The deputy grand chief of Nishnawbe Aski Nation says that Lakehead University has not done enough consultation with Indigenous groups following the resignation of the dean of the school’s faculty of law.
Borden Ladner Gervais LLP has named its new chief executive officer, a Montreal-based partner with an extensive background in construction law.
A Supreme Court of Canada decision that upheld a registration requirement for those sponsoring election advertising in British Columbia could be important for other provinces, says University of Ottawa assistant law professor Michael Pal.
The Privacy Commissioner of Canada says he continues to support the idea that Canadians could pursue the removal of online information about themselves in some circumstances, even though some lawyers have pointed out hurdles may exist in Canadian law.
The Court of Appeal for Ontario has rejected an argument that a man convicted of three counts of sexual assault should not have to comply with sex offender registration for his entire lifetime, based on constitutional grounds.
The Ontario Court of Appeal has upheld a decision that a lawyer must personally pay the legal costs of a hospital and a doctor involved in a legal battle with her, over her attempt to remove a client from life support, saying she was “intent on achieving her own personal objective.”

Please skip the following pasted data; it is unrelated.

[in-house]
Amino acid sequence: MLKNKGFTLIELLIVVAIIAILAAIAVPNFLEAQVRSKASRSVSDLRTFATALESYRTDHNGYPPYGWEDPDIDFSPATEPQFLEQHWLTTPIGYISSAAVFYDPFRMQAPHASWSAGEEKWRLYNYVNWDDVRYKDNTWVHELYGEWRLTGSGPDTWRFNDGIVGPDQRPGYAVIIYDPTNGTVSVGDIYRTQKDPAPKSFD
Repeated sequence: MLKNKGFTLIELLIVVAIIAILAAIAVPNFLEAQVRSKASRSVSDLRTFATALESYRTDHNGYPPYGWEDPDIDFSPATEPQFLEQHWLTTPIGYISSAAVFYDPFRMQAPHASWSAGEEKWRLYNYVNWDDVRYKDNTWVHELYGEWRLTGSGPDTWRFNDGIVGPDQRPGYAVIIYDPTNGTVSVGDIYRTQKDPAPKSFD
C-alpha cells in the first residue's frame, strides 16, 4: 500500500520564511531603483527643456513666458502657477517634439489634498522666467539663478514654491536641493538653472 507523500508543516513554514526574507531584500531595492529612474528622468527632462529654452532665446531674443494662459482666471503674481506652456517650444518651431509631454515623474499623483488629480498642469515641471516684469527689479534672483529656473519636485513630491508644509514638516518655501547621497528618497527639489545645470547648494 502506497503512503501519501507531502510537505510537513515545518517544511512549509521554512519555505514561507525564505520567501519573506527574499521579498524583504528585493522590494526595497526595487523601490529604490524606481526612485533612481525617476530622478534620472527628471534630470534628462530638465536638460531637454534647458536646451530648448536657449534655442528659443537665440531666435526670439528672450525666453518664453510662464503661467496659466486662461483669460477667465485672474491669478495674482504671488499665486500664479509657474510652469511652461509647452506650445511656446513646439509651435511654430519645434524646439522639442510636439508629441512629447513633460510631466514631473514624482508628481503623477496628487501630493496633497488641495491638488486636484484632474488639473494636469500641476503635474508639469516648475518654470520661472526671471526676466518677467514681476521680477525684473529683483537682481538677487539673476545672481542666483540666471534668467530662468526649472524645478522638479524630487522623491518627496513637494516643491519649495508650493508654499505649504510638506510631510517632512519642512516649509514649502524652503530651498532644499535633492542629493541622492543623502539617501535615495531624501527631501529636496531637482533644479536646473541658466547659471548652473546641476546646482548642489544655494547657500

The British Columbia Human Rights Tribunal has determined that the University of British Columbia did not discriminate when it did not grant tenure to an assistant Indigenous law professor or promote her to associate professor.
The president of the Criminal Lawyers’ Association is calling on the government of Ontario to make good on its promise on changing the way police records checks are done, before a provincial election later this year.
A group of lawyers has launched an independent campaign questioning the requirement for members of the profession in Ontario to sign a statement of principles.